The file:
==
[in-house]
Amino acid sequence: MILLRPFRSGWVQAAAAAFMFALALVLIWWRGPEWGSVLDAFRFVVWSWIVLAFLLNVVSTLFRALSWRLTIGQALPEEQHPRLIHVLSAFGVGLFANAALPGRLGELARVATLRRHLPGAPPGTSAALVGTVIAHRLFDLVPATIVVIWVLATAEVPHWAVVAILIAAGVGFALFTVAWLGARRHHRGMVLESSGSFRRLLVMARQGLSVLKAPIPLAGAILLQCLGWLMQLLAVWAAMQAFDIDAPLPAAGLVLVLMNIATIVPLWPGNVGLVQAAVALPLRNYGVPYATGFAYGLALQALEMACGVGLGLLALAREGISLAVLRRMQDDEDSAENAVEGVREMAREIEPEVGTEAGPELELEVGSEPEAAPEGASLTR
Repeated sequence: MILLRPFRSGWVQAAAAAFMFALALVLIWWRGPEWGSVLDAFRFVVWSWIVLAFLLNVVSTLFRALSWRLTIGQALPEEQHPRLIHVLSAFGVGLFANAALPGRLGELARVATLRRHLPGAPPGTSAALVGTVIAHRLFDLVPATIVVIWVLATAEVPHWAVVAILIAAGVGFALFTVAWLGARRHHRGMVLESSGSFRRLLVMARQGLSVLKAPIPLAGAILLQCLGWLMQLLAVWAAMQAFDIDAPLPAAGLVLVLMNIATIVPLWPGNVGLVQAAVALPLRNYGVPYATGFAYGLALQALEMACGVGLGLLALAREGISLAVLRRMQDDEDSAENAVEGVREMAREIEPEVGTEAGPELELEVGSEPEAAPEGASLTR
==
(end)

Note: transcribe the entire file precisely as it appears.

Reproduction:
[in-house]
Amino acid sequence: MILLRPFRSGWVQAAAAAFMFALALVLIWWRGPEWGSVLDAFRFVVWSWIVLAFLLNVVSTLFRALSWRLTIGQALPEEQHPRLIHVLSAFGVGLFANAALPGRLGELARVATLRRHLPGAPPGTSAALVGTVIAHRLFDLVPATIVVIWVLATAEVPHWAVVAILIAAGVGFALFTVAWLGARRHHRGMVLESSGSFRRLLVMARQGLSVLKAPIPLAGAILLQCLGWLMQLLAVWAAMQAFDIDAPLPAAGLVLVLMNIATIVPLWPGNVGLVQAAVALPLRNYGVPYATGFAYGLALQALEMACGVGLGLLALAREGISLAVLRRMQDDEDSAENAVEGVREMAREIEPEVGTEAGPELELEVGSEPEAAPEGASLTR
Repeated sequence: MILLRPFRSGWVQAAAAAFMFALALVLIWWRGPEWGSVLDAFRFVVWSWIVLAFLLNVVSTLFRALSWRLTIGQALPEEQHPRLIHVLSAFGVGLFANAALPGRLGELARVATLRRHLPGAPPGTSAALVGTVIAHRLFDLVPATIVVIWVLATAEVPHWAVVAILIAAGVGFALFTVAWLGARRHHRGMVLESSGSFRRLLVMARQGLSVLKAPIPLAGAILLQCLGWLMQLLAVWAAMQAFDIDAPLPAAGLVLVLMNIATIVPLWPGNVGLVQAAVALPLRNYGVPYATGFAYGLALQALEMACGVGLGLLALAREGISLAVLRRMQDDEDSAENAVEGVREMAREIEPEVGTEAGPELELEVGSEPEAAPEGASLTR